Hello and good morning dear children and young adults and actual adults who may be reading this. So, today’s subject? Ethnicity at Oakland University!
First off, let’s take a look at this map.
That’s a lot of pins, isn’t it? Now, you’re probably wondering what it is we’re displaying here to begin with. Well, me and my two infinitely more-skilled partners for this asked some Oakland University students their ethnicity in a rudimentary attempt to gain an idea as to where the people of Oakland can trace their roots back to.
Now, there are some caveats mind you. This is a very small sample size, not intended to represent or display the entire University student body, but rather give an idea of what a smaller grouping of them are based on random polling. Furthermore, this map accounts for those with multiple ethnicities–meaning that somebody who has both a Polish and German background would be represented twice on the map. We chose this because, while it may reduce the actual number of people represented, it nonetheless still does indeed accurately show where people from the University hail from.
So based on our sample size, we can see that primarily those we polled cite their origins as lying in Europe. Poland and Germany made up the majority of those asked, though Ireland and Italy saw their fair share of polled students as well. Scotland and Wales both saw at least one person who can trace their ethnicity to them, and both Jordan and Korea were represented as well.
The western world, of course, was not left out. Native Americans, Mexicans, and Canadians all saw one individual hailing from their lands, and even Cuba saw some representation.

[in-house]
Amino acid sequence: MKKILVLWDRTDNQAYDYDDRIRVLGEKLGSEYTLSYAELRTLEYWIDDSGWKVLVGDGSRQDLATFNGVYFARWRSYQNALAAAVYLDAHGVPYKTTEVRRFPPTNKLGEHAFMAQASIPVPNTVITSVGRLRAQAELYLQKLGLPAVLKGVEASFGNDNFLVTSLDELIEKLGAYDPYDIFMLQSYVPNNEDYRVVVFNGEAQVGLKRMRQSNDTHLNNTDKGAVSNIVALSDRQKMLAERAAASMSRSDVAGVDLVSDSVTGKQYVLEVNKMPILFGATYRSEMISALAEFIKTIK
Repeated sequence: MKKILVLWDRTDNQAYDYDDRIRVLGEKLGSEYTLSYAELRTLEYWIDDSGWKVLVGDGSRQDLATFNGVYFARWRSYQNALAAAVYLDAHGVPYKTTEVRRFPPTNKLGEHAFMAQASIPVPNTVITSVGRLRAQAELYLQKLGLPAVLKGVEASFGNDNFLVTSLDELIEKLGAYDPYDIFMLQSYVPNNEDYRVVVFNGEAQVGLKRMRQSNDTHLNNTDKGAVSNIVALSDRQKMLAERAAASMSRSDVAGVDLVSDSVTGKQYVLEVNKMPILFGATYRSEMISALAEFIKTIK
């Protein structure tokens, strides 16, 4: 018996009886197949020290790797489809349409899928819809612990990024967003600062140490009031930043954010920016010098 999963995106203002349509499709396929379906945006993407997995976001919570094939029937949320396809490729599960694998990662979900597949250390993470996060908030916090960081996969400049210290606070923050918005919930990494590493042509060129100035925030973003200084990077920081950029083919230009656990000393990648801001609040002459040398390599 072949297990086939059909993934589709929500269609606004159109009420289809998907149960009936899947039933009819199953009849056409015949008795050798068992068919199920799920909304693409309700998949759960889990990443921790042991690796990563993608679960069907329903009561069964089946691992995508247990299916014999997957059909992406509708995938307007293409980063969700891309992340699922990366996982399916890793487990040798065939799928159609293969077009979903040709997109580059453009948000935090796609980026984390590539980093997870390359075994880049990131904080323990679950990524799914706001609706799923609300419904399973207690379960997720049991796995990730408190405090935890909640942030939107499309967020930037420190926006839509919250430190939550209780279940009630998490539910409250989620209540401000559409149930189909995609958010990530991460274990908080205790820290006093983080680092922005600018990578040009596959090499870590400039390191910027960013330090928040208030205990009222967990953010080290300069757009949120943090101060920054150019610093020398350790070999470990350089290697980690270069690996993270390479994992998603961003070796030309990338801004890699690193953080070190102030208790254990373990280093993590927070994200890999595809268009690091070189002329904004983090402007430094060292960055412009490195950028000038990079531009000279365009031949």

Now, I know what you’re asking–or at least I just claimed to know. ”John,” you (hypothetically) ask, ”what’s the point in even doing this with such a small amount of people polled? You’re not properly representing the entirety of Oakland University. This data means nothing.”
Just as with last time, my friend, your hypothetical questions are on-point and very good questions to ask indeed! I would like to point out that again, this is not intended to represent the entire student body nor is it designed to make any statements such as ‘Oakland is made up of primarily Polish students.’ Rather, the purpose of this is to show that even with a random handful of students being grabbed, one can see diversity among the ethnicities of the students. Oakland itself is made up a great patchwork of people. Even small, random selections reveal a rich tapestry of people who can trace their origins to all manner of places. It’s fascinating to see such diversity in a campus, and the fact that so many students of so many different origins and races are all there together, studying and working side-by-side in their pursuits of their future. It sends a pretty strong message, even inadvertently, about coexistence and the ability of our fellow men (and women of course) to all come together with one shared dream, and of how Oakland itself is very progressive in its availability to people hailing from all sorts of places around this planet that we call home.